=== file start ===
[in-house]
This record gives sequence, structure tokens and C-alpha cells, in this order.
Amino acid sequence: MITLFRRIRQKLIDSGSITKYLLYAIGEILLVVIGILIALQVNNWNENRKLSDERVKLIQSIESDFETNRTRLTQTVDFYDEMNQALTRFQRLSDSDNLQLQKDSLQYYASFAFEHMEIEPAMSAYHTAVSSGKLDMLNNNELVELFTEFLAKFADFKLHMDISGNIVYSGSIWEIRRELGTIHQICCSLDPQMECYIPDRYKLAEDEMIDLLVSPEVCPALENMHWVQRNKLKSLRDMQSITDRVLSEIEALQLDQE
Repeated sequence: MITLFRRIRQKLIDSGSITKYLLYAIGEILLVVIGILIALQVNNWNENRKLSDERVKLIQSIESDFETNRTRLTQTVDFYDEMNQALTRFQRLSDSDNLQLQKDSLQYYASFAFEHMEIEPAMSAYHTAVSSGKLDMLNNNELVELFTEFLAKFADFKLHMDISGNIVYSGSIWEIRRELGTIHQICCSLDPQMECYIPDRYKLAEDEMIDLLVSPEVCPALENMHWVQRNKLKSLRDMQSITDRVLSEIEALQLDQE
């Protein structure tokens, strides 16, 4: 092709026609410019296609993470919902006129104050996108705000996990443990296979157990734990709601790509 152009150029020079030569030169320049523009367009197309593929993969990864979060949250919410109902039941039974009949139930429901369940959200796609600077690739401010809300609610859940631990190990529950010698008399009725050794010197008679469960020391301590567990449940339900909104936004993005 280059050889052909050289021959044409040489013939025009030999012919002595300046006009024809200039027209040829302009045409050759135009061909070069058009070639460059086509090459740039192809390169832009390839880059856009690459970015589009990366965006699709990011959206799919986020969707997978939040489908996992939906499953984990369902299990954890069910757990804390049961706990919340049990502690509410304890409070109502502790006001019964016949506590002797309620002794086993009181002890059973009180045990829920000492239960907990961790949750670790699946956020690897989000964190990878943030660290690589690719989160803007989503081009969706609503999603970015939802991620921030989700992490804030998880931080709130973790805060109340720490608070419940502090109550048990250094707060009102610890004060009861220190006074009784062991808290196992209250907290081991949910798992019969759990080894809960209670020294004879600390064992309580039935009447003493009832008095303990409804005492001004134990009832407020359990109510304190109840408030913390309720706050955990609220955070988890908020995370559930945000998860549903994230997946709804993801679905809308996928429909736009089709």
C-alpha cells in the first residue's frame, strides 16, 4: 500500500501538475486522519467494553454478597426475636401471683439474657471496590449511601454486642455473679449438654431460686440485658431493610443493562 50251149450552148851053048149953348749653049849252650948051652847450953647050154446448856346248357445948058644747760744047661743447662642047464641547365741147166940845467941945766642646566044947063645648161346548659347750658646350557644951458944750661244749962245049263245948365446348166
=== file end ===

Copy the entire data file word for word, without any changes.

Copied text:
[in-house]
This record gives sequence, structure tokens and C-alpha cells, in this order.
Amino acid sequence: MITLFRRIRQKLIDSGSITKYLLYAIGEILLVVIGILIALQVNNWNENRKLSDERVKLIQSIESDFETNRTRLTQTVDFYDEMNQALTRFQRLSDSDNLQLQKDSLQYYASFAFEHMEIEPAMSAYHTAVSSGKLDMLNNNELVELFTEFLAKFADFKLHMDISGNIVYSGSIWEIRRELGTIHQICCSLDPQMECYIPDRYKLAEDEMIDLLVSPEVCPALENMHWVQRNKLKSLRDMQSITDRVLSEIEALQLDQE
Repeated sequence: MITLFRRIRQKLIDSGSITKYLLYAIGEILLVVIGILIALQVNNWNENRKLSDERVKLIQSIESDFETNRTRLTQTVDFYDEMNQALTRFQRLSDSDNLQLQKDSLQYYASFAFEHMEIEPAMSAYHTAVSSGKLDMLNNNELVELFTEFLAKFADFKLHMDISGNIVYSGSIWEIRRELGTIHQICCSLDPQMECYIPDRYKLAEDEMIDLLVSPEVCPALENMHWVQRNKLKSLRDMQSITDRVLSEIEALQLDQE
């Protein structure tokens, strides 16, 4: 092709026609410019296609993470919902006129104050996108705000996990443990296979157990734990709601790509 152009150029020079030569030169320049523009367009197309593929993969990864979060949250919410109902039941039974009949139930429901369940959200796609600077690739401010809300609610859940631990190990529950010698008399009725050794010197008679469960020391301590567990449940339900909104936004993005 280059050889052909050289021959044409040489013939025009030999012919002595300046006009024809200039027209040829302009045409050759135009061909070069058009070639460059086509090459740039192809390169832009390839880059856009690459970015589009990366965006699709990011959206799919986020969707997978939040489908996992939906499953984990369902299990954890069910757990804390049961706990919340049990502690509410304890409070109502502790006001019964016949506590002797309620002794086993009181002890059973009180045990829920000492239960907990961790949750670790699946956020690897989000964190990878943030660290690589690719989160803007989503081009969706609503999603970015939802991620921030989700992490804030998880931080709130973790805060109340720490608070419940502090109550048990250094707060009102610890004060009861220190006074009784062991808290196992209250907290081991949910798992019969759990080894809960209670020294004879600390064992309580039935009447003493009832008095303990409804005492001004134990009832407020359990109510304190109840408030913390309720706050955990609220955070988890908020995370559930945000998860549903994230997946709804993801679905809308996928429909736009089709």
C-alpha cells in the first residue's frame, strides 16, 4: 500500500501538475486522519467494553454478597426475636401471683439474657471496590449511601454486642455473679449438654431460686440485658431493610443493562 50251149450552148851053048149953348749653049849252650948051652847450953647050154446448856346248357445948058644747760744047661743447662642047464641547365741147166940845467941945766642646566044947063645648161346548659347750658646350557644951458944750661244749962245049263245948365446348166